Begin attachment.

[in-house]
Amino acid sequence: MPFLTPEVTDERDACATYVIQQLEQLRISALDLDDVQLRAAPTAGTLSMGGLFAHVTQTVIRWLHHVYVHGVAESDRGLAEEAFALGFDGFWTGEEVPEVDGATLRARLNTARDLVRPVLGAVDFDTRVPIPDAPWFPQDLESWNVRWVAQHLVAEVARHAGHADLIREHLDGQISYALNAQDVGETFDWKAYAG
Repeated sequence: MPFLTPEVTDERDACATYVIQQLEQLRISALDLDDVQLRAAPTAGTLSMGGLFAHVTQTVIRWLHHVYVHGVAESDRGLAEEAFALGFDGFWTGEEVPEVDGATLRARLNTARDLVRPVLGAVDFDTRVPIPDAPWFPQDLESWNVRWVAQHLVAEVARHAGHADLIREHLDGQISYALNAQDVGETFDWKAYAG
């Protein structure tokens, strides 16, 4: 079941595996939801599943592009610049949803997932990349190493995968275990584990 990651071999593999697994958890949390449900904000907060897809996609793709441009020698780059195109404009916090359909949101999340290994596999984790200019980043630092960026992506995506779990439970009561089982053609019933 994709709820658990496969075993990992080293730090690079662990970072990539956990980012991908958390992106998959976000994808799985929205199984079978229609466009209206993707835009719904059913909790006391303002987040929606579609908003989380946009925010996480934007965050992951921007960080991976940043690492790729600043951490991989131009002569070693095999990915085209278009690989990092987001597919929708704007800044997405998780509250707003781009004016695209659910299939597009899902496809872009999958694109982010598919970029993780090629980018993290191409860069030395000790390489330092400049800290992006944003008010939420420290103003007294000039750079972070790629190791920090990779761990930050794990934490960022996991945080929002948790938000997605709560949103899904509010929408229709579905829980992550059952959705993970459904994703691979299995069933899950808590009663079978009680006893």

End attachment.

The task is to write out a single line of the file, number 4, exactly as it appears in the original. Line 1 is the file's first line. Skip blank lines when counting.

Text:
């Protein structure tokens, strides 16, 4: 079941595996939801599943592009610049949803997932990349190493995968275990584990 990651071999593999697994958890949390449900904000907060897809996609793709441009020698780059195109404009916090359909949101999340290994596999984790200019980043630092960026992506995506779990439970009561089982053609019933 994709709820658990496969075993990992080293730090690079662990970072990539956990980012991908958390992106998959976000994808799985929205199984079978229609466009209206993707835009719904059913909790006391303002987040929606579609908003989380946009925010996480934007965050992951921007960080991976940043690492790729600043951490991989131009002569070693095999990915085209278009690989990092987001597919929708704007800044997405998780509250707003781009004016695209659910299939597009899902496809872009999958694109982010598919970029993780090629980018993290191409860069030395000790390489330092400049800290992006944003008010939420420290103003007294000039750079972070790629190791920090990779761990930050794990934490960022996991945080929002948790938000997605709560949103899904509010929408229709579905829980992550059952959705993970459904994703691979299995069933899950808590009663079978009680006893």